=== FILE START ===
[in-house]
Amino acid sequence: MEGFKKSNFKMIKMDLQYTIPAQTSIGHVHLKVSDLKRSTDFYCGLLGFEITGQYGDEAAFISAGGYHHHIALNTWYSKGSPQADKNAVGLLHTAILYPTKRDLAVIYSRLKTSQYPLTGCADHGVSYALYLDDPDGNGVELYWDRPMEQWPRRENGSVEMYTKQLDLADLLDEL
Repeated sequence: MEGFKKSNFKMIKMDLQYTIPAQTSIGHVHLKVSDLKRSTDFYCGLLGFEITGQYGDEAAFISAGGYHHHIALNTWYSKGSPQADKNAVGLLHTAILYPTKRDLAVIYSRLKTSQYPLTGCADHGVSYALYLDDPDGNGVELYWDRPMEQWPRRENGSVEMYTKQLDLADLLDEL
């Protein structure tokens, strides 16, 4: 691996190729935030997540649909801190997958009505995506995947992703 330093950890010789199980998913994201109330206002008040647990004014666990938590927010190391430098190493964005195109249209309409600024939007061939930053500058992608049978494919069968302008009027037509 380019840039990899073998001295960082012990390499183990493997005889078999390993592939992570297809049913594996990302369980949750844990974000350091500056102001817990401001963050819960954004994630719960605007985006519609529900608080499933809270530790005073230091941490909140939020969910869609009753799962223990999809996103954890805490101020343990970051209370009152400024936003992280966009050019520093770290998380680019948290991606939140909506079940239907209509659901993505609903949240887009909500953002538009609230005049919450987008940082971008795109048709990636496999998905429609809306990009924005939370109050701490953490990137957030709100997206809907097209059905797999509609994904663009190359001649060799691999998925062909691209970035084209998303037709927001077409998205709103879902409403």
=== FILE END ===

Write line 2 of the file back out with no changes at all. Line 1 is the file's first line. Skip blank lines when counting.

Amino acid sequence: MEGFKKSNFKMIKMDLQYTIPAQTSIGHVHLKVSDLKRSTDFYCGLLGFEITGQYGDEAAFISAGGYHHHIALNTWYSKGSPQADKNAVGLLHTAILYPTKRDLAVIYSRLKTSQYPLTGCADHGVSYALYLDDPDGNGVELYWDRPMEQWPRRENGSVEMYTKQLDLADLLDEL